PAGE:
Visible infrastructure, such as roads, bridges, railroads, ports, airports, the power grid, and even broadband, are vital to our everyday life and support our health, safety, and the economy. Just as vital, if not more so, is the less obvious water infrastructure, such as the pipes underground that provide us with drinking water and the sewers that carry our waste away. However, the maintenance and upkeep of water infrastructure has been neglected to a large degree. The resulting problems, which include lead in drinking water, leaking pipes, sewer and water main breaks and sewer overflows, require $8 billion worth of drinking water upgrades and $32.5 billion for wastewater infrastructure in New Jersey over the next 20 years, according to estimates from the U.S. Environmental Protection Agency. To encourage these investments, Jersey Water Works is participating in Infrastructure Week 2016 by highlighting three major new infrastructure projects in Perth Amboy, Jersey City, and Hoboken. Jersey Water Works is a cross-sector collaborative focused on transforming New Jersey’s inadequate urban water infrastructure by investing in sustainable, cost-effective solutions focused on investing in sustainable, cost-effective solutions to the problem of aging water infrastructure in New Jersey.
On April 18, 2016, Perth Amboy Mayor Wilda Diaz, Utility Service Affiliates Superintendent Luis Perez Jimenez, and U.S. Congressman Frank Pallone spoke on-site about the infrastructure project in Perth Amboy and highlighted the importance of water infrastructure. Perth Amboy is spending $1.5 million to replace one mile of four-inch cast-iron drinking water main with a larger, more advanced line. For this investment, Perth Amboy residents will enjoy more reliable water delivery, fewer leaks, and less likelihood of catastrophic breaks. This investment represents approximately one-third of Perth Amboy’s needed drinking-water investment.
“Perth Amboy is proactive about the safety of the public. Especially, as we’re already working with Rutgers and NJDEP to implement green infrastructure to help maintain its current water substructure. These improvements are essential to the economic growth of our City and to ensuring that our citizens will continue to receive high-quality drinking water,” said Mayor Wilda Diaz.
On April 13, 2016, Jersey City Mayor Steven M. Fulop announced that the city’s Municipal Utilities Authority will invest $94 million this year and in 2017 on improvements to city water and sewer utilities. For 2016, $45 million will be spent, including the repair or replacement of 28,500 feet of sewer pipe throughout the city identified as most in need of repair. For 2016 and into 2017, $49 million will be spent for projects ranging from cleaning and lining 18,800 feet of water mains, the replacement of 30 large valves, and replacing 20,000 feet of water mains in the downtown area. These improvements help ensure quality drinking water and wastewater services reach Jersey City citizens and also contribute to the city’s growth.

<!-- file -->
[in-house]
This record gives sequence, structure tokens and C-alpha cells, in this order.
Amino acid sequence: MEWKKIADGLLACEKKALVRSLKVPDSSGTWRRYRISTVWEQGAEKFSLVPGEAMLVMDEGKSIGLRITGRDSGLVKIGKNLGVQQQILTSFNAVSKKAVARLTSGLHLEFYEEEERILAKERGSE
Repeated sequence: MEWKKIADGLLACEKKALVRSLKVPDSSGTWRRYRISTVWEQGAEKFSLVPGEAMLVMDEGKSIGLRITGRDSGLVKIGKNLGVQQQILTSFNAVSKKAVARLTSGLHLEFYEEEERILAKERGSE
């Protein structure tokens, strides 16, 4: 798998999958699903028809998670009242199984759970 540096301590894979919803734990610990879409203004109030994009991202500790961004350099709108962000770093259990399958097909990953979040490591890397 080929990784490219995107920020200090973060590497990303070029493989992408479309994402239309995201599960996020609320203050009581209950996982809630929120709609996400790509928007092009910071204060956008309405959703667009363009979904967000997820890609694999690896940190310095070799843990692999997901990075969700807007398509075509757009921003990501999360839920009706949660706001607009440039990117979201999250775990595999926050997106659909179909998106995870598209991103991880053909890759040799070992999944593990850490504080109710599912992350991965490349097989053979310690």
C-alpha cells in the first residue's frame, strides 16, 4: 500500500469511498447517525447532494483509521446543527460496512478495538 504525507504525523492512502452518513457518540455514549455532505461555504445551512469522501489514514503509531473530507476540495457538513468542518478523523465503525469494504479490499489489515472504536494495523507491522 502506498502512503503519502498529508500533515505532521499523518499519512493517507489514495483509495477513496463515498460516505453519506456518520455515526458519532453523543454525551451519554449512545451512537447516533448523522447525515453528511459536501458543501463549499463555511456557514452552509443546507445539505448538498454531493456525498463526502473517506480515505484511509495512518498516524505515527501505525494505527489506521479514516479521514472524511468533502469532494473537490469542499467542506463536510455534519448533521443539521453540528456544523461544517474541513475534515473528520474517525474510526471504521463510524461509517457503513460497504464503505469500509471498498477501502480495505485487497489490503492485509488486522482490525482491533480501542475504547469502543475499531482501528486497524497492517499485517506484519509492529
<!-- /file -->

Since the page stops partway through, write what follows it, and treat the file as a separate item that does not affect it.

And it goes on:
“Like other urban centers around the country, much of our city infrastructure is more than 100 years old, which is why we have made upgrading these critical systems a priority,” Mayor Steve Fulop said in a quoted statement. “We are investing significantly on both our sewer and water lines citywide, as strengthening infrastructure is a vital part of our continued growth.”
On March 4, 2016, the Hoboken City Council voted to advance three crucial city projects by approving low-interest financing from the New Jersey Environmental Infrastructure Trust with 19-percent principal forgiveness, to fund drainage improvements and replacement of water mains along Washington Street, construct the Southwest Resiliency Park, and acquire six acres of property and create the design for the Northwest Resiliency Park. Water main replacement will prevent the loss of clean water from water main breaks, a frequent occurrence in Hoboken. The latter two projects will capture stormwater and alleviate flooding using green infrastructure methods, such as rain gardens, bio swales, and tree planters, which mimic nature by allowing rain to trickle into the ground rather than going down the drain. These methods benefit residents by reducing the amount of water entering the city’s combined sewer system, lessening the likelihood of flooding and providing green space and parks that can improve quality of life.
“Hoboken is investing tens of millions of dollars to upgrade our water infrastructure to deliver reliable water service, reduce flooding, and improve our environment,” said Hoboken Mayor Dawn Zimmer. “Not only are we upgrading century-old water mains and constructing a new flood pump, but we are investing in our citizens’ quality of life by providing much-needed open space and flood mitigation by incorporating green infrastructure as an integral part of the design of our new parks.”
While these projects are a start, New Jersey has a long way to go in terms of addressing its water infrastructure needs. Underinvestment and a lack of urgency have created a massive backlog of repair and expansion projects nationwide. During infrastructure week, Jersey Water Works is joining organizations across the country to recognize progress and leadership at the federal, state and local levels, including celebrating these important steps in Perth Amboy, Jersey City and Hoboken.